I’m not suggesting that any of these companies have done anything illegal but I do think they’re being slightly abusive. No, it’s not the crime if the century but I think it’s something we shouldn’t accept. Luckily there are alternatives.

You can save rather than buy on hire purchase. You can go to a “prepaid” gym. My son goes to a gym where he pays by the month. He can pay to go in January and then not pay for February. He can start again in March. He’s free to pay as he goes. It’s like buying airtime. You pay for what you use and for many people that’s much better than a contractual commitment, certainly better than a contract that doesn’t tell you everything you need to know.

Our theme in 2017 is health. Not just physical health but also your legal health and contractual small print is like a virus. It can hurt you and very few of us have immunity.

The Voice - Consumer's Voice

How can it be so much?

In June/July 2016, I got a P20,000 loan with my union and they charged me a stunning P14,000 interest! In November 2016, I cleared the loan and to my surprise I was further charged a settlement interest amounting to P3,644.99! The whole set up is confusing, how can I be charged twice? When I asked the reason why I was told because I was breaching contract by repaying! How weird is that? Is it really possible to penalize an early payer? It's the weirdest thing I have heard by far! All I know with lenders, is late payers, defaulters are the ones penalized rather than pre-payers! Please help me understand all these!

Thank you very much for your assistance in advance.


This depends on what the agreement you signed says. Very often loan agreements will describe how things work if you choose to settle the loan earlier than originally agreed. The only piece of law I know that relate to the amount they can charge is the “in duplum” rule which says that when a debt is settled the interest charged cannot exceed the capital amount that is outstanding but that rule hasn’t been broken in your case.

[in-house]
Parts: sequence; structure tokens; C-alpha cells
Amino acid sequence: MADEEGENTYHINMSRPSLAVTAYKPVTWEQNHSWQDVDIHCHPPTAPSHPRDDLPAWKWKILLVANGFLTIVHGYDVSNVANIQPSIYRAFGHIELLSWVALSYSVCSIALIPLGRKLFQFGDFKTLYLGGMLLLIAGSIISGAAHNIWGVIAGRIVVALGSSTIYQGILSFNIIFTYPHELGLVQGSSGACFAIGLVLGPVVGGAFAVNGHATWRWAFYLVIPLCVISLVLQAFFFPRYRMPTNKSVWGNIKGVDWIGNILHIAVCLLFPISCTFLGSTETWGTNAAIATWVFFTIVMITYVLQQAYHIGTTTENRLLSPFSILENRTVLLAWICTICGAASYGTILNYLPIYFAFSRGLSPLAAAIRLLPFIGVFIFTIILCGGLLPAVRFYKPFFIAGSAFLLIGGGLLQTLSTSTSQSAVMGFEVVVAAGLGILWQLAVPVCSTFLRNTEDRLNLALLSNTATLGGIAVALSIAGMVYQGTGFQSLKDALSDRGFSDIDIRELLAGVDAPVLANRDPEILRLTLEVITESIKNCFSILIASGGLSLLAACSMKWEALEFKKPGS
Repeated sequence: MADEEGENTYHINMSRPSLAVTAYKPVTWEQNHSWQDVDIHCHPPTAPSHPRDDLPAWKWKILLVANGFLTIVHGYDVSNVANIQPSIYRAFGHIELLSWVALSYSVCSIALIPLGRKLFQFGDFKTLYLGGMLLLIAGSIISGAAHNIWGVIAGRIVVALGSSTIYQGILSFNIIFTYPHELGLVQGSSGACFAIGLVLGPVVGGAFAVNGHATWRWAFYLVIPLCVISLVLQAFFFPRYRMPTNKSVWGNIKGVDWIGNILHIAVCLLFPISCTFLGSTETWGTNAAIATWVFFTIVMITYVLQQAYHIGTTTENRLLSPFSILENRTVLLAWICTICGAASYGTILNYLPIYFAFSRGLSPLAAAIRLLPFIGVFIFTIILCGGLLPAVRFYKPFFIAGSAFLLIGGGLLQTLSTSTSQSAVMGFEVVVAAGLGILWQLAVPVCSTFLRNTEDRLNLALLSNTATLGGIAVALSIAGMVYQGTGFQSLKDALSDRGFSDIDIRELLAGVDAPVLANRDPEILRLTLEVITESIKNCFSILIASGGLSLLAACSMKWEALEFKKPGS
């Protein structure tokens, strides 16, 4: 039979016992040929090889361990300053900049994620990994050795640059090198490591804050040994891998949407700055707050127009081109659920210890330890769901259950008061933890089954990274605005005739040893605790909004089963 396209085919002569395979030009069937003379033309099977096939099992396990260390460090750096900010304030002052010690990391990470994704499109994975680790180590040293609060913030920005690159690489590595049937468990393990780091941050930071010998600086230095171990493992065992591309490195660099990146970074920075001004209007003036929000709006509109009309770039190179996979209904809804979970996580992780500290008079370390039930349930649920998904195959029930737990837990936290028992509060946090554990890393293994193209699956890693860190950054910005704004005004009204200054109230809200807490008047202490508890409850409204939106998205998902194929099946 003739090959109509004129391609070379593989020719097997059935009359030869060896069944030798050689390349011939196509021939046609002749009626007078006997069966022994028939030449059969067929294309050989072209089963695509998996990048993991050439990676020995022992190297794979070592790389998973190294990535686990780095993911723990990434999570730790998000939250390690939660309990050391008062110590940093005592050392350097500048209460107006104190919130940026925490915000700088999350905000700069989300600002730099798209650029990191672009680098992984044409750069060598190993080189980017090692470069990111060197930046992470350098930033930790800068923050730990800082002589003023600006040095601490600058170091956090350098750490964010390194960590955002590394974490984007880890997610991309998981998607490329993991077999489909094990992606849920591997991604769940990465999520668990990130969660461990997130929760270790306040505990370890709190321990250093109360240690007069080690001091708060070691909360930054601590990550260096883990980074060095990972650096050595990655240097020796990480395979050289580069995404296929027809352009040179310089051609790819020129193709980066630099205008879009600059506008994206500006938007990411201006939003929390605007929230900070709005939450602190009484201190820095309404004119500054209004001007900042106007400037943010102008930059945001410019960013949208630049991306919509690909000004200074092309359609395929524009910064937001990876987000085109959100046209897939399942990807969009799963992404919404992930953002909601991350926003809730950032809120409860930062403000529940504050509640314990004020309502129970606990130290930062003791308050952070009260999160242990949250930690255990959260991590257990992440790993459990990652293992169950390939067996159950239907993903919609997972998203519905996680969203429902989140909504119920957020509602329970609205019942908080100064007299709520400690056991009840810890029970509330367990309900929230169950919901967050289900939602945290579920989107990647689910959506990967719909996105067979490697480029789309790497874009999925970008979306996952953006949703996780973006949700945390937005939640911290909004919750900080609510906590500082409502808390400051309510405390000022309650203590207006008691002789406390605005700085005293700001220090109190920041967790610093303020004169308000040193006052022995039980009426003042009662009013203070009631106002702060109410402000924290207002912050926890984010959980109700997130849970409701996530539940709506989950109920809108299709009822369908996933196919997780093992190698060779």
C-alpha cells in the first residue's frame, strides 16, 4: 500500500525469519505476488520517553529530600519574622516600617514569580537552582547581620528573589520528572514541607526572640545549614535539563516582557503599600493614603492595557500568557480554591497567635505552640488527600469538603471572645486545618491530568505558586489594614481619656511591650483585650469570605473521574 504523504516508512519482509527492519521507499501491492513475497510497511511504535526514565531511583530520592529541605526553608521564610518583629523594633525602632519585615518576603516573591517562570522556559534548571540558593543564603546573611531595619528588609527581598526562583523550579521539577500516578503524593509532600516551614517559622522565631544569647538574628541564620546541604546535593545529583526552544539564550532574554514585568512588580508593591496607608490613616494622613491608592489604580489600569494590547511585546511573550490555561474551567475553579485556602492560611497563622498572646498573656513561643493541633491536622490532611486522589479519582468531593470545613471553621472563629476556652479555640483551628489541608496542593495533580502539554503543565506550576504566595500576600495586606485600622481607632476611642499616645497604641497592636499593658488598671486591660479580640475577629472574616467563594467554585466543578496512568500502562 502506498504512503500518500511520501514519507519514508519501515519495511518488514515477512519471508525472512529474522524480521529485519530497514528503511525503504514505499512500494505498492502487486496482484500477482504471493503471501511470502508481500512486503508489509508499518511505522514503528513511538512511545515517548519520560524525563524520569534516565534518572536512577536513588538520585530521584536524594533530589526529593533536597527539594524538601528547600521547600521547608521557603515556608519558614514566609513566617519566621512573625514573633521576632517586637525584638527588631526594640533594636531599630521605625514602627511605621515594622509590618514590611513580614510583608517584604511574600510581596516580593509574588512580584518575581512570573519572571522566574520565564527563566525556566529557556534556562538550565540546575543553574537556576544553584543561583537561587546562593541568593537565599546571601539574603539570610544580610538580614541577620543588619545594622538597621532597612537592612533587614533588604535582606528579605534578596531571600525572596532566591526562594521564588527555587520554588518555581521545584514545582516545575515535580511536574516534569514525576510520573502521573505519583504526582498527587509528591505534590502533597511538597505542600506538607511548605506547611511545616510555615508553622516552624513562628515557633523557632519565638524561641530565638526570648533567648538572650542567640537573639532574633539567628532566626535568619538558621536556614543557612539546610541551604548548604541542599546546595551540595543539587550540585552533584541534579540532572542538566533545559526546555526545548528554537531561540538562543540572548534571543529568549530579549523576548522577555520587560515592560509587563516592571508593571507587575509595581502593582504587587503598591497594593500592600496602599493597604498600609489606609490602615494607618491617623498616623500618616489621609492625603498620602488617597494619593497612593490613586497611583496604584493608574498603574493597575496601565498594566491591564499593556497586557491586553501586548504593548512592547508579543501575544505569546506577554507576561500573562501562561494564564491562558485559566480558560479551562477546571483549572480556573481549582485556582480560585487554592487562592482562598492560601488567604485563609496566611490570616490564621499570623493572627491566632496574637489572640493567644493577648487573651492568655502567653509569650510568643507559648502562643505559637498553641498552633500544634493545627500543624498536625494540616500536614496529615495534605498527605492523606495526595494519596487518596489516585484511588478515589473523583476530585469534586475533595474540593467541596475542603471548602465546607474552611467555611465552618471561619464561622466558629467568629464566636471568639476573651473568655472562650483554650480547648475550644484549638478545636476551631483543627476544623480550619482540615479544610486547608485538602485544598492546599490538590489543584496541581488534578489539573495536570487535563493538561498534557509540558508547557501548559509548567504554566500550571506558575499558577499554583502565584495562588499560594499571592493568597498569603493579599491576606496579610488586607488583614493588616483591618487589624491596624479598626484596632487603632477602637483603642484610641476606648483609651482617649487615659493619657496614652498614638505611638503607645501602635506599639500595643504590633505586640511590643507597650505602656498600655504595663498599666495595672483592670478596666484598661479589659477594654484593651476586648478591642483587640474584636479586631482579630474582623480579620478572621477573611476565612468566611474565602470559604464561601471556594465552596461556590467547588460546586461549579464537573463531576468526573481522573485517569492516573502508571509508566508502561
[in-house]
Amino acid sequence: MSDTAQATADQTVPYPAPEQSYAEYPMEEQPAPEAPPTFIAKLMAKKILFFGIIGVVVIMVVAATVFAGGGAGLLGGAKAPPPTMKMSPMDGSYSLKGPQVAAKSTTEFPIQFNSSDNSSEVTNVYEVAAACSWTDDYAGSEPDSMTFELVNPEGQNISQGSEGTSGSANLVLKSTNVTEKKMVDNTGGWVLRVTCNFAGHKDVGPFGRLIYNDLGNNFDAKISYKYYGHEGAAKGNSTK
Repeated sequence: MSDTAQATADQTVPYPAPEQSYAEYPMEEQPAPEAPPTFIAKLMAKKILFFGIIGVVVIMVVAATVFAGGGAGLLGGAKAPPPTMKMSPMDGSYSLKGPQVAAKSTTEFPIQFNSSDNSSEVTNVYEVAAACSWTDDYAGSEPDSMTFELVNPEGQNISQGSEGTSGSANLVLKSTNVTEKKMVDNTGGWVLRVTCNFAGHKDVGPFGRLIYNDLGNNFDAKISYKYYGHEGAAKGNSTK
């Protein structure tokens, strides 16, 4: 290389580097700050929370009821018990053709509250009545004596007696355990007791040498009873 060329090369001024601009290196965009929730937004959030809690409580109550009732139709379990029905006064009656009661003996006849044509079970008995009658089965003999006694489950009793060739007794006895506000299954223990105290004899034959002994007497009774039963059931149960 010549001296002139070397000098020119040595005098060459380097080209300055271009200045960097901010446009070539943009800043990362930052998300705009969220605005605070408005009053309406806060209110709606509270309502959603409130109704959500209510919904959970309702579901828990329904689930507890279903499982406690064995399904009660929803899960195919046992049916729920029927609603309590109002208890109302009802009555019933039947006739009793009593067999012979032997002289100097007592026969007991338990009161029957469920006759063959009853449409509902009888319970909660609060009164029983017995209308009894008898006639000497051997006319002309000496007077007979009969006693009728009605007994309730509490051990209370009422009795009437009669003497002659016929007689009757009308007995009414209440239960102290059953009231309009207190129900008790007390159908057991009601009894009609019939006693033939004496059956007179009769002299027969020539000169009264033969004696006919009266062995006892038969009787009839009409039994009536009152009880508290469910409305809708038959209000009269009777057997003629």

I assume that the loan was over a period of several years because that’s the only way I can see that the interest would have been so much. That’s the sort of amount a lender would charge for a loan period of 10 years or more.

You have to remember that lenders don’t offer loans because they’re kind and charitable, they do it because they make lots and lots of money from the deal. They were looking forward to a steady income over ten years or more and you’ve disappointed them by settling early. That’s why there’s a penalty, to persuade you not to leave them without steady income. I suggest you get a full statement from the union or the lender they used to give you the money. You should also ask them whether there’s any refund due to any insurance policy that might have been included in the loan.